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Ben’s thoughts on the Luxury Travel Market

The luxury travel market is something which is continuously evolving, but is it for the better or worse?

Last year I had the opportunity to attend a master class about luxury travel which I found to be very insightful.

Designed by Larry Piementel, President and CEO of Azamara Club Cruises; the session touched on how the luxury travel industry is evolving and what is important to luxury travellers.

The presentation was delivered by Richard Twynham, Managing Director for Azamara Club Cruises here in the U.K.; whom delivered a highly engaging and thought-provoking session. Research was done in association with the Boston Consulting Group.

Today I’d like to share a few of the things I took away from the master class; along with a few things I have been thinking about since then.

a large room with tables and chairs
Windows Cafe (Buffet restaurant) aboard the Azamara Journey




















The current luxury travel market

The luxury market is big, but it will continue to grow and evolve. By 2020, research suggests more than 440 million people (not a typo) will be aspirational luxury consumers with spending topping $1.1 trillion. That’s impressive. As part of the shift of consumers migrating from traditional to luxury holidays, the definition of luxury itself is also evolving. With the likes of global chains such as Four Seasons and the Mandarin Oriental continuously looking at ways to enhance the guest experience; modern technology plays an important part in the differentiator between the “old” and the “new” luxury.

What are luxury consumers looking for?

  • Experiential Luxury
  • Exclusivity
  • Authenticity
  • Human Connection

Travellers are looking for travel experiences which are authentic and immersive. Thanks to the likes of Airbnb (where you can truly live like a local in the midst of Hollywood I kid you not), this trend is likely to continue well into the future. Thinking along the lines of experiences, research suggests that 30% of all luxury consumers anticipate to increase their spend within the next twelve months to get exactly what they want. If you think about it, consumers wanting that little extra bit of luxury are quite happy to spend more. For example if I wanted to enjoy that little bit more legroom and a few upgraded amenities on a 10-hour flight; I’d quite happily spend an extra £2-300 for that little bit of luxury which in my mind would enhance my trip.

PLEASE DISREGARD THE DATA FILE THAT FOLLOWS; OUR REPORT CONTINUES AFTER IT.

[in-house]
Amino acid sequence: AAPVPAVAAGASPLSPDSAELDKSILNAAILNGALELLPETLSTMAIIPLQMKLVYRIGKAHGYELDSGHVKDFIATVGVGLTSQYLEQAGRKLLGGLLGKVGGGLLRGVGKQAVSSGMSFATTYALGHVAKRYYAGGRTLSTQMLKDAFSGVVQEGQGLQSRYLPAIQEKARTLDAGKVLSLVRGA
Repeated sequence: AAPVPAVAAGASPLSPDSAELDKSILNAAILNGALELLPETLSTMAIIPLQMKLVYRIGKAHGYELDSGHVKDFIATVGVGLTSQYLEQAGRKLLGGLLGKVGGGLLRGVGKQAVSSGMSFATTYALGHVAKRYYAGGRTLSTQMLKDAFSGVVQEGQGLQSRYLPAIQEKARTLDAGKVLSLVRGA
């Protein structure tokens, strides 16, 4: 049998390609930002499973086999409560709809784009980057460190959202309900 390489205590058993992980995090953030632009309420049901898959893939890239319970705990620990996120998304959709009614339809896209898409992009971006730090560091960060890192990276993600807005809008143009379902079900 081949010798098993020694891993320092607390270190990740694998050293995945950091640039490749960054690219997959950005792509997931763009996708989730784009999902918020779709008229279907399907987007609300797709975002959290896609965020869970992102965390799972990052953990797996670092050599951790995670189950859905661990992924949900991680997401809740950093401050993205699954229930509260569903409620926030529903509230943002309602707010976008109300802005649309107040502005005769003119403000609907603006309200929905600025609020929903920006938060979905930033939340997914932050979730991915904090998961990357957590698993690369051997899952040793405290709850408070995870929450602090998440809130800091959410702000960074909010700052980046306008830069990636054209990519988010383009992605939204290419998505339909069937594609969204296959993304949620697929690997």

It’s all about perception

One of the key differentiators between (standard) travel and luxury travel is the perception of value and the levels of service a consumer expects. For example, a luxury hotel can cost an average of 8x more than a standard option. If you were going to a special engagement and wanted to look fabulous; a cocktail dress might cost you 180x more than one from a well-known mainstream retail store down the high-street. Whichever way you look at it, that’s crazy and impressive, right?

Those are just a few things I took away from the master class; however I’ve listed a few other things which I thought about too.


We know that technology can enhance the luxury travel experience through the means of 24/7 digital concierge, driverless vehicles (yes, they are starting to exist) and other aspects; but consumers also want the human connection in addition. A mobile or tablet application can only do so much, so that is where people can really outshine and provide an elevated level of customer service.

Final Thoughts

If there is one thing which has stayed key within the luxury market, it is that price has no determination on quality and value. There is also the saying that you should never judge a book by it’s cover; and that is something which I’d say definitely applies to luxury travel.

There have been times when I’ve flown in Business Class or stayed at some really lovely hotels and I feel that the staff don’t take me seriously because of my age; regardless if I am in a suit, uniform or smart jeans. However I feel it is incredibly important for any person to treat others how they would want to be treated and to never assume.

How do you think the luxury travel market is changing? Is it for the better, or perhaps not-so. Let me know in the comments area below.

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